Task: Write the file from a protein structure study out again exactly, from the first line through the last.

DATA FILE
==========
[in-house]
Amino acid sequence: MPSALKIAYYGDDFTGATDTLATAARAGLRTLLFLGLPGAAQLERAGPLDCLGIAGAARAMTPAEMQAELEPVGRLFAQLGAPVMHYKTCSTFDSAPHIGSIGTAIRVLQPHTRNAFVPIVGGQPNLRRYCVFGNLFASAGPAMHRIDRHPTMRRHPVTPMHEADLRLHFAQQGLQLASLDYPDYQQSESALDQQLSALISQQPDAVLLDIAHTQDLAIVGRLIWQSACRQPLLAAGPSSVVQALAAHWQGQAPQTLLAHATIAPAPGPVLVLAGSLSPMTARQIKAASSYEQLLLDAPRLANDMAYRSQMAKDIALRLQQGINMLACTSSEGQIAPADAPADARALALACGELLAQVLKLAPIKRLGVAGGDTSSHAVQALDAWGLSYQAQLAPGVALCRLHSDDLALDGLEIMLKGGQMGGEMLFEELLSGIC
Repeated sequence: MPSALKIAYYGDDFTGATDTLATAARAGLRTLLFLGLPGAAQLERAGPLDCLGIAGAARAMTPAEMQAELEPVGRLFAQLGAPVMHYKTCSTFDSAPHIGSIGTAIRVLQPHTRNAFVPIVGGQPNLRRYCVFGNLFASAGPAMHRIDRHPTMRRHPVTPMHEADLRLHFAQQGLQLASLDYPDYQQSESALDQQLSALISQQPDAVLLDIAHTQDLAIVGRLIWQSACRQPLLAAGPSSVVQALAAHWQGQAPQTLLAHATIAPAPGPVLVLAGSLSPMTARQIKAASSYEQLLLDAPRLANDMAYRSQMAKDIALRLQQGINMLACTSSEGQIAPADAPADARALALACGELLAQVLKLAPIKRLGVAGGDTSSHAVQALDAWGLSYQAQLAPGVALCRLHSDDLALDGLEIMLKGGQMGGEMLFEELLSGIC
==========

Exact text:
[in-house]
Amino acid sequence: MPSALKIAYYGDDFTGATDTLATAARAGLRTLLFLGLPGAAQLERAGPLDCLGIAGAARAMTPAEMQAELEPVGRLFAQLGAPVMHYKTCSTFDSAPHIGSIGTAIRVLQPHTRNAFVPIVGGQPNLRRYCVFGNLFASAGPAMHRIDRHPTMRRHPVTPMHEADLRLHFAQQGLQLASLDYPDYQQSESALDQQLSALISQQPDAVLLDIAHTQDLAIVGRLIWQSACRQPLLAAGPSSVVQALAAHWQGQAPQTLLAHATIAPAPGPVLVLAGSLSPMTARQIKAASSYEQLLLDAPRLANDMAYRSQMAKDIALRLQQGINMLACTSSEGQIAPADAPADARALALACGELLAQVLKLAPIKRLGVAGGDTSSHAVQALDAWGLSYQAQLAPGVALCRLHSDDLALDGLEIMLKGGQMGGEMLFEELLSGIC
Repeated sequence: MPSALKIAYYGDDFTGATDTLATAARAGLRTLLFLGLPGAAQLERAGPLDCLGIAGAARAMTPAEMQAELEPVGRLFAQLGAPVMHYKTCSTFDSAPHIGSIGTAIRVLQPHTRNAFVPIVGGQPNLRRYCVFGNLFASAGPAMHRIDRHPTMRRHPVTPMHEADLRLHFAQQGLQLASLDYPDYQQSESALDQQLSALISQQPDAVLLDIAHTQDLAIVGRLIWQSACRQPLLAAGPSSVVQALAAHWQGQAPQTLLAHATIAPAPGPVLVLAGSLSPMTARQIKAASSYEQLLLDAPRLANDMAYRSQMAKDIALRLQQGINMLACTSSEGQIAPADAPADARALALACGELLAQVLKLAPIKRLGVAGGDTSSHAVQALDAWGLSYQAQLAPGVALCRLHSDDLALDGLEIMLKGGQMGGEMLFEELLSGIC